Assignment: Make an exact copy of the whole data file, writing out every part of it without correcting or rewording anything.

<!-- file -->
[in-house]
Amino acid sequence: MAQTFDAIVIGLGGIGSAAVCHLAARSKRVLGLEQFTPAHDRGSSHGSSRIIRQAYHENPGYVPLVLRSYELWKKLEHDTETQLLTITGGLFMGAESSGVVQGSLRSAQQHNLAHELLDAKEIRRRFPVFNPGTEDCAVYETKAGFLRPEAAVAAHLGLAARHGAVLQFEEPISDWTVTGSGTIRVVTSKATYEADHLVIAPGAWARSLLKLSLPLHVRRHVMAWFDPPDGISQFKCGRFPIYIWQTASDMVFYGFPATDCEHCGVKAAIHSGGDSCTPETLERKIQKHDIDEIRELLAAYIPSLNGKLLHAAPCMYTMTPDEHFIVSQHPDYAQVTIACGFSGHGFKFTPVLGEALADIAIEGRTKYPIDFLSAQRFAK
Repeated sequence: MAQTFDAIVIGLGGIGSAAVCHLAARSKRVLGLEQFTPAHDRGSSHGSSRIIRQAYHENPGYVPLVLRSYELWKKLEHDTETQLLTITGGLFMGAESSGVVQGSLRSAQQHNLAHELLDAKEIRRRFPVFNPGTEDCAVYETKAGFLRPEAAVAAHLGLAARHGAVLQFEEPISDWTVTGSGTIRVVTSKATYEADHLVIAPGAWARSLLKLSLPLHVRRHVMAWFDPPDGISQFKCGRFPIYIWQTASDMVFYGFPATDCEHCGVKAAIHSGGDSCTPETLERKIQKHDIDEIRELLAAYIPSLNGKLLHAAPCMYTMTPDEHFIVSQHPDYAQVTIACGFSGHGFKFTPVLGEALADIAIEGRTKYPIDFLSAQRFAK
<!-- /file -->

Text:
[in-house]
Amino acid sequence: MAQTFDAIVIGLGGIGSAAVCHLAARSKRVLGLEQFTPAHDRGSSHGSSRIIRQAYHENPGYVPLVLRSYELWKKLEHDTETQLLTITGGLFMGAESSGVVQGSLRSAQQHNLAHELLDAKEIRRRFPVFNPGTEDCAVYETKAGFLRPEAAVAAHLGLAARHGAVLQFEEPISDWTVTGSGTIRVVTSKATYEADHLVIAPGAWARSLLKLSLPLHVRRHVMAWFDPPDGISQFKCGRFPIYIWQTASDMVFYGFPATDCEHCGVKAAIHSGGDSCTPETLERKIQKHDIDEIRELLAAYIPSLNGKLLHAAPCMYTMTPDEHFIVSQHPDYAQVTIACGFSGHGFKFTPVLGEALADIAIEGRTKYPIDFLSAQRFAK
Repeated sequence: MAQTFDAIVIGLGGIGSAAVCHLAARSKRVLGLEQFTPAHDRGSSHGSSRIIRQAYHENPGYVPLVLRSYELWKKLEHDTETQLLTITGGLFMGAESSGVVQGSLRSAQQHNLAHELLDAKEIRRRFPVFNPGTEDCAVYETKAGFLRPEAAVAAHLGLAARHGAVLQFEEPISDWTVTGSGTIRVVTSKATYEADHLVIAPGAWARSLLKLSLPLHVRRHVMAWFDPPDGISQFKCGRFPIYIWQTASDMVFYGFPATDCEHCGVKAAIHSGGDSCTPETLERKIQKHDIDEIRELLAAYIPSLNGKLLHAAPCMYTMTPDEHFIVSQHPDYAQVTIACGFSGHGFKFTPVLGEALADIAIEGRTKYPIDFLSAQRFAK